A coalition of Alexandria residents and environmentalists who successfully sued to block the 12-lane Woodrow Wilson Bridge replacement project charged yesterday that the Federal Highway Administration is not making a "good faith" effort to consider their 10-lane alternative as directed by a federal judge.
Members of the Coalition for a Sensible Bridge, at a news conference below the bridge, said they provided the federal agency with their design proposal for a new span but have no indication that it is being seriously considered, as ordered in April by U.S. District Judge Stanley Sporkin.
They also said the agency has not responded to their request to explain how it will comply with the ruling.
"They are not giving the required `hard look' at the 10-lane alternative," said Bert Ely, chairman of the coalition's legislative committee. Instead, he said, highway officials are trying to come up with the financing needed for a 12-lane span. "They are promoting creative financing schemes that are politically unfeasible," Ely said.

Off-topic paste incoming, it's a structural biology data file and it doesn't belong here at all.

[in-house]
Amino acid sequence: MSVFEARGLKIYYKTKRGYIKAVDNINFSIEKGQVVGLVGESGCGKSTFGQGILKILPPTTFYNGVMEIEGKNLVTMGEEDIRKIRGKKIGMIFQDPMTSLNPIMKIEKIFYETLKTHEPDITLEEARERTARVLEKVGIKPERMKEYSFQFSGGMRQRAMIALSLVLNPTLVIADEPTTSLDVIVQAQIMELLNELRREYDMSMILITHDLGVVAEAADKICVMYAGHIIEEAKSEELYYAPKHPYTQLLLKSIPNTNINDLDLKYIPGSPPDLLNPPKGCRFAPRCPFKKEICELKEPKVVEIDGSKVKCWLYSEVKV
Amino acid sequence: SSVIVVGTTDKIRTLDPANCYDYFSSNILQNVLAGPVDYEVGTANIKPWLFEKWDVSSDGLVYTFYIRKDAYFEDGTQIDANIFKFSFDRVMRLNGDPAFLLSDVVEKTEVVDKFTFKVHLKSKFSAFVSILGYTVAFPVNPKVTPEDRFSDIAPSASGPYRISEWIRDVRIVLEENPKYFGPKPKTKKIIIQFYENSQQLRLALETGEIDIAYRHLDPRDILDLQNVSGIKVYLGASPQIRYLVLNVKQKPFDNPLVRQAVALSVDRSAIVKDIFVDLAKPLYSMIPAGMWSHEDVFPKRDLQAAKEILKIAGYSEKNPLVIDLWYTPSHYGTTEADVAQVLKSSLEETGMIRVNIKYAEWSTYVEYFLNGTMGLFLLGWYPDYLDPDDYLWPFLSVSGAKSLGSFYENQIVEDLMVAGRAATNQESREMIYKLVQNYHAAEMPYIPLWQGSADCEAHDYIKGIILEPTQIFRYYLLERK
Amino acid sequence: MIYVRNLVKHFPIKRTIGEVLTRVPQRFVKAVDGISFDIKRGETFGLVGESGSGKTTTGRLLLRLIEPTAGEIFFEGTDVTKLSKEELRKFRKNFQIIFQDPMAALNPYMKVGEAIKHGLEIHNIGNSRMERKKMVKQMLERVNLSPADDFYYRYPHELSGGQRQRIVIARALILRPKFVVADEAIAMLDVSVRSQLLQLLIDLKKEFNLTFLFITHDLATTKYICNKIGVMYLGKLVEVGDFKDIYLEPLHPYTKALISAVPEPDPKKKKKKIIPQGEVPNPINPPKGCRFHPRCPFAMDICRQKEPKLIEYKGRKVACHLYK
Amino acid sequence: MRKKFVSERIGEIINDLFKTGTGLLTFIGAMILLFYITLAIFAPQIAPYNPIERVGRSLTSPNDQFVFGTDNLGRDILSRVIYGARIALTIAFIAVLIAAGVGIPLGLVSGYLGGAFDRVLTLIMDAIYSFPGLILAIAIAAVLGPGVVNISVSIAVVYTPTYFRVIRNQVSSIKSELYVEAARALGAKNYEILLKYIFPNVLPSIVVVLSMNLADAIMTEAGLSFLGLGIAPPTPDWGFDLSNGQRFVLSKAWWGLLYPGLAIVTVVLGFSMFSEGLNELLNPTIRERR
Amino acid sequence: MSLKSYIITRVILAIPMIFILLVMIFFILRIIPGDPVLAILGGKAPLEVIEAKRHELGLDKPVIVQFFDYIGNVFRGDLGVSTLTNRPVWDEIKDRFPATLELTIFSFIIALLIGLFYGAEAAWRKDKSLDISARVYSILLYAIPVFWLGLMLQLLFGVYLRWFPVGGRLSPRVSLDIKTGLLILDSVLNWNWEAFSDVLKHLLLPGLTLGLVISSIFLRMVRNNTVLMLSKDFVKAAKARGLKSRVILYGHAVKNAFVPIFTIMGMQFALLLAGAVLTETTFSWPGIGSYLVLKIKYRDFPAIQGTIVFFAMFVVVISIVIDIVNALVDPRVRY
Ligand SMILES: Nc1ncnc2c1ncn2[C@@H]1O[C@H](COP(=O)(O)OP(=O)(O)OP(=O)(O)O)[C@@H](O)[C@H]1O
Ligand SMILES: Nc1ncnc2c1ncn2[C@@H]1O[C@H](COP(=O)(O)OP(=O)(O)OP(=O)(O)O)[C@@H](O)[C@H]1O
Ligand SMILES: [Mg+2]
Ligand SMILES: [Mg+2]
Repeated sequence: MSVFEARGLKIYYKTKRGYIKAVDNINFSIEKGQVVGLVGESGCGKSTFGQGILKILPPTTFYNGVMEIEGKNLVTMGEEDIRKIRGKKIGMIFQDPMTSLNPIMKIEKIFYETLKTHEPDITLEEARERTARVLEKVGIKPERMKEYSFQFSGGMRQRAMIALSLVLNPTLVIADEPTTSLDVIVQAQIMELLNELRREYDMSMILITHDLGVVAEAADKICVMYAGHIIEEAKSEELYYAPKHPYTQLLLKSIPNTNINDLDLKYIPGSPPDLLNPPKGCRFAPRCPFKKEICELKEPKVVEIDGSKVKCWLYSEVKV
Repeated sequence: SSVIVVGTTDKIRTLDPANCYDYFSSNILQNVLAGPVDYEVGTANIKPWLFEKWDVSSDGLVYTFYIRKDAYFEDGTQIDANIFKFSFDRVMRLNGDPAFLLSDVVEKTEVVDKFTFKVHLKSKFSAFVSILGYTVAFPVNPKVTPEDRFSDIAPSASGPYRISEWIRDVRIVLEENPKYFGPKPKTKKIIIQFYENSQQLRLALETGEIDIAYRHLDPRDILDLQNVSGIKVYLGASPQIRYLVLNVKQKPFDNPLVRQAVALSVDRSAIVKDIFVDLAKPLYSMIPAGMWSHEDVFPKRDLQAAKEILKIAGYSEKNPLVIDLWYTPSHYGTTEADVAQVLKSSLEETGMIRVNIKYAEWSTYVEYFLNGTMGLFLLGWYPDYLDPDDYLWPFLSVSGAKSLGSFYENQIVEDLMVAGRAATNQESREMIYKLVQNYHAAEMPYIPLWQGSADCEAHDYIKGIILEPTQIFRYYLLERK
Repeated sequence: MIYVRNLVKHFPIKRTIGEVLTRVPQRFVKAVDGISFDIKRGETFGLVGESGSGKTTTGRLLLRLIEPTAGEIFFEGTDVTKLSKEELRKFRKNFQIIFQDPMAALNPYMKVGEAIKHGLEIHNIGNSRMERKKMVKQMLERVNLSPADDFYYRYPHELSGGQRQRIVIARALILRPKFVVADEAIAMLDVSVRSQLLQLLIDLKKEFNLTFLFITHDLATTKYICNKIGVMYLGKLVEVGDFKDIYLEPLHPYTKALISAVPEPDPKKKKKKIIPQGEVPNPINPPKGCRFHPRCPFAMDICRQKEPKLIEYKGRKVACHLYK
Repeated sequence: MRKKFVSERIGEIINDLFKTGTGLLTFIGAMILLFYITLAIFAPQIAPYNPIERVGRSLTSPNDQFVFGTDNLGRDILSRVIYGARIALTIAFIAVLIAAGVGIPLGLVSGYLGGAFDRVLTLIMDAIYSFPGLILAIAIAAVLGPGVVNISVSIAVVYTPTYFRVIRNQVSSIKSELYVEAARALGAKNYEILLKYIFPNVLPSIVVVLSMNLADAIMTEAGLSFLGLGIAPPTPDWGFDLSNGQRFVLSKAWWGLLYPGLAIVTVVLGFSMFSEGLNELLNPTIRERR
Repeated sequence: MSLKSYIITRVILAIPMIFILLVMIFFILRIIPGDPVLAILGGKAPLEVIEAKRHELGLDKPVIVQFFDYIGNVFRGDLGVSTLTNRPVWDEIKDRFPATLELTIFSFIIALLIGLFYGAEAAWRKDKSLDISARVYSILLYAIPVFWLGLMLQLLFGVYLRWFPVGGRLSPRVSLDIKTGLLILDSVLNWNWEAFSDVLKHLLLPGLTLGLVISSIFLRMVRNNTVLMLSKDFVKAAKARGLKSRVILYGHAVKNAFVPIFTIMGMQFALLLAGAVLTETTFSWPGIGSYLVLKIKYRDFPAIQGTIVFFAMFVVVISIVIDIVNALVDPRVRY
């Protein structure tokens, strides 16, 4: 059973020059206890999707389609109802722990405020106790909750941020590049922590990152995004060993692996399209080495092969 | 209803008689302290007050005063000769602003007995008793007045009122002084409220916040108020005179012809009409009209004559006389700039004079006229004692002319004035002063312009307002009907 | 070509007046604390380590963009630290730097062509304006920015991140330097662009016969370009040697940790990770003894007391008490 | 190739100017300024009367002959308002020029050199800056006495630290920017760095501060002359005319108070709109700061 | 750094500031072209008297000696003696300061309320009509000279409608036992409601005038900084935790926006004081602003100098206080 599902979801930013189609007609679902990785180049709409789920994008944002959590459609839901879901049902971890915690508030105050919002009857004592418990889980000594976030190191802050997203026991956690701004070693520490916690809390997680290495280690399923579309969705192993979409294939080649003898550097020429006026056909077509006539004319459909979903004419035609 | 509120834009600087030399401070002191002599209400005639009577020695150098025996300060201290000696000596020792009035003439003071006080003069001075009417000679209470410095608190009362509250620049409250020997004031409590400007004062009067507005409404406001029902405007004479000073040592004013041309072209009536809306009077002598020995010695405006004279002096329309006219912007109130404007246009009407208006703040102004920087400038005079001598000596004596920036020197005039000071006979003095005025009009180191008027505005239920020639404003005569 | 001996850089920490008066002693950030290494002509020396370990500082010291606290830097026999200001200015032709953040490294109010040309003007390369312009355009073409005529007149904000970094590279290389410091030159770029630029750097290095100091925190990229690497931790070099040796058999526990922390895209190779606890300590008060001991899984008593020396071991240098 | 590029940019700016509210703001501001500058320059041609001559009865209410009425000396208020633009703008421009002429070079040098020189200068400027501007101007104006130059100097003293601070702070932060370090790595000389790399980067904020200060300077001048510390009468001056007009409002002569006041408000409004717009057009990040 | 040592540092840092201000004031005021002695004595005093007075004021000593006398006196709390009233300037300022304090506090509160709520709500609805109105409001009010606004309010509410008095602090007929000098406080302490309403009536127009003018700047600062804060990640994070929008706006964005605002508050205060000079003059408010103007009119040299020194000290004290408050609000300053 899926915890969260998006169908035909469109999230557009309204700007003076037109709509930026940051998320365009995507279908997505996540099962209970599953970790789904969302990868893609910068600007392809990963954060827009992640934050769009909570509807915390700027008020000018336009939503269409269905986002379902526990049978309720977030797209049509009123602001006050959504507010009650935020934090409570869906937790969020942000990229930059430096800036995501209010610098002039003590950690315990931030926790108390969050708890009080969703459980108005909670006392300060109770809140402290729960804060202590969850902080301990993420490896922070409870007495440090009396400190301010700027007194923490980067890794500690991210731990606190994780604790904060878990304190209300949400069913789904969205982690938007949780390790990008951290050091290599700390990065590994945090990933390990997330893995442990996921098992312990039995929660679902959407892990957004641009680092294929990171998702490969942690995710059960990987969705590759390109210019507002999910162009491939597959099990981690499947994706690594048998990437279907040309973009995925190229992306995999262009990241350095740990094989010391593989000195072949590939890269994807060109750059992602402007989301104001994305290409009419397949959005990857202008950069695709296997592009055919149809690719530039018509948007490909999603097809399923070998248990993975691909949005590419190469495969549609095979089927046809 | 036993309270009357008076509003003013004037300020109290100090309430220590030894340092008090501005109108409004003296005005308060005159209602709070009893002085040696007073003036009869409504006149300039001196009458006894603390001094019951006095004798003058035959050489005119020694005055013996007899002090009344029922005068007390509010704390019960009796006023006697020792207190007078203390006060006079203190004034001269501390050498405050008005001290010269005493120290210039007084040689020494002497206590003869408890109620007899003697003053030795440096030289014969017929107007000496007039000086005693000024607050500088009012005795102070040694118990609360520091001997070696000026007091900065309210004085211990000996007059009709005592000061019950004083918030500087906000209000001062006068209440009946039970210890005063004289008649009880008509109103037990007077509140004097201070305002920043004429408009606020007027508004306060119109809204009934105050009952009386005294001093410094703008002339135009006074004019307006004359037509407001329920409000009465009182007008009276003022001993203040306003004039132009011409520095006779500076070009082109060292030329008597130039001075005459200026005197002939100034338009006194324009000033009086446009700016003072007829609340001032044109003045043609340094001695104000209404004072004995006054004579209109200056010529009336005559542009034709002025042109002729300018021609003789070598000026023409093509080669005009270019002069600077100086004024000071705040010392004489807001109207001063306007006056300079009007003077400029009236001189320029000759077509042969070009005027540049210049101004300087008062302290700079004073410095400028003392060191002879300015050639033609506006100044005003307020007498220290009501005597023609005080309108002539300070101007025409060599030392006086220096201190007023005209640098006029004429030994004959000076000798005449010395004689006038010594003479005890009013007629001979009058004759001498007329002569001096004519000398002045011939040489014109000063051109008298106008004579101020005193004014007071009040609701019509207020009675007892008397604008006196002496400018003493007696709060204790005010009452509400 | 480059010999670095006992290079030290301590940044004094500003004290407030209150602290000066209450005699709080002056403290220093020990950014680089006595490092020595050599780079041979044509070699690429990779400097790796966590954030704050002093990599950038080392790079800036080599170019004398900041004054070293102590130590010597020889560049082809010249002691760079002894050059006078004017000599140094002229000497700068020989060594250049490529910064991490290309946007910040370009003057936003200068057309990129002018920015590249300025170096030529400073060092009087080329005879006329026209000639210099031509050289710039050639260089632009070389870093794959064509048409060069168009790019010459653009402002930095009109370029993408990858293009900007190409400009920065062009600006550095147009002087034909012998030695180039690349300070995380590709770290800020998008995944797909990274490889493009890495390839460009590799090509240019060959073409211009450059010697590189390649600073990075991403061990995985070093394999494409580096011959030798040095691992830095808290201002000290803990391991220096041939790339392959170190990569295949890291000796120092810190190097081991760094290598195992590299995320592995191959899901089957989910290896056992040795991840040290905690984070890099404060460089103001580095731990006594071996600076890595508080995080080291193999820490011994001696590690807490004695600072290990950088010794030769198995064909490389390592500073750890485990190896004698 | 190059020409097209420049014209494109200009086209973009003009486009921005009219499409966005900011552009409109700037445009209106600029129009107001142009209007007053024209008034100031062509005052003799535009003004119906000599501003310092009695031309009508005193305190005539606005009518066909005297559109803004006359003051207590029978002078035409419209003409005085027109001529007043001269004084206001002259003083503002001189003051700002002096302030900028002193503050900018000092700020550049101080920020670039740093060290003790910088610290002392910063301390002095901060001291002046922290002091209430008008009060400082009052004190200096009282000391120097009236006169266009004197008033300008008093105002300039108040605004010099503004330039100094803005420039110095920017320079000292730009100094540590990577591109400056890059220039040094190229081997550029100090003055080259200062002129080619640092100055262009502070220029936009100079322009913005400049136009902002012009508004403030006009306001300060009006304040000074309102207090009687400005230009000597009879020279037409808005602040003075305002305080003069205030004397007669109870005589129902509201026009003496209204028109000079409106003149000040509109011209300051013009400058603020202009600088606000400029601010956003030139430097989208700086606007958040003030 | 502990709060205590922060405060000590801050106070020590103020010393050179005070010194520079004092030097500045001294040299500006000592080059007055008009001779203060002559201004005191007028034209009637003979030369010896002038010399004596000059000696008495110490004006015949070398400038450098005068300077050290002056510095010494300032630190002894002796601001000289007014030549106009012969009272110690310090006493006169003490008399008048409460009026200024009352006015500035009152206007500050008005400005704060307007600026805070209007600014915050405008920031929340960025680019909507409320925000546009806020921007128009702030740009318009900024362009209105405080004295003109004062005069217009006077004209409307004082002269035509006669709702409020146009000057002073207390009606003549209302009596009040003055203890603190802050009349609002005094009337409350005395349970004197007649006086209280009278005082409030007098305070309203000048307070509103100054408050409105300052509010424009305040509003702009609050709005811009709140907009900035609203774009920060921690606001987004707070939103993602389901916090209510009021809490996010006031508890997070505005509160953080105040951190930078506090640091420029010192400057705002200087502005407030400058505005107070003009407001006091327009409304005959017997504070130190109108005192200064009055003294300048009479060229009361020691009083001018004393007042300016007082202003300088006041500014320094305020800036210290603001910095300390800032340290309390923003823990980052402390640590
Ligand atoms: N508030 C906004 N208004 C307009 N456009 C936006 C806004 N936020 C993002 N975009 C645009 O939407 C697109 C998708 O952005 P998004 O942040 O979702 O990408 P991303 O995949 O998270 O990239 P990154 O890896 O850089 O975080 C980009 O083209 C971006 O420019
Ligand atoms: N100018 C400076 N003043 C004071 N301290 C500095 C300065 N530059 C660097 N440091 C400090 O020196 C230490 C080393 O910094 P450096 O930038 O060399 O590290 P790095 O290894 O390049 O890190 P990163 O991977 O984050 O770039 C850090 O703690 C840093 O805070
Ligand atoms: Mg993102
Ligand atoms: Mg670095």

Judy McVay, co-chair of the coalition, said highway officials asked her group if they could proceed with plans for a 12-lane design while at the same time considering smaller structures. "We said no," McVay said.
John R. Undeland, a spokesman for Potomac Crossing Consultants, which is working on the design and management of the bridge project, said highway officials have every intention of sitting down with the plaintiffs. He said no decision has been made about whether to appeal Sporkin's ruling.
Sporkin dealt a staggering blow to the replacement of the deteriorating bridge, blocking construction until further environmental review is conducted. He said the government had not properly evaluated any increase in air pollution from vehicles using a 12-lane bridge or the project's impact on historic sites in Alexandria.
Lon Anderson, the spokesman for AAA Mid-Atlantic who also was at the news conference, pointed to yesterday's truck accident at the Springfield interchange on Interstate 95 as "powerful and vivid" evidence that highway officials should expand, not reduce, the capacity of the bridge.
"This morning we had a single-vehicle accident, and it brought our regional transportation system to its knees," Anderson said. "This is our region's transportation nightmare come true."
In another development, Virginia and Maryland transportation officials have filed motions in the last week seeking to intervene in the bridge suit and, if the court allows, to appeal Sporkin's decision.
"It is clear that constructing a new bridge is crucial to the future of Virginia, Maryland and the District of Columbia," Virginia Attorney General Mark L. Earley (R) said in a statement yesterday. "If this project is not allowed to proceed, the region will become mired in traffic congestion that would bring commuting there to a virtual standstill."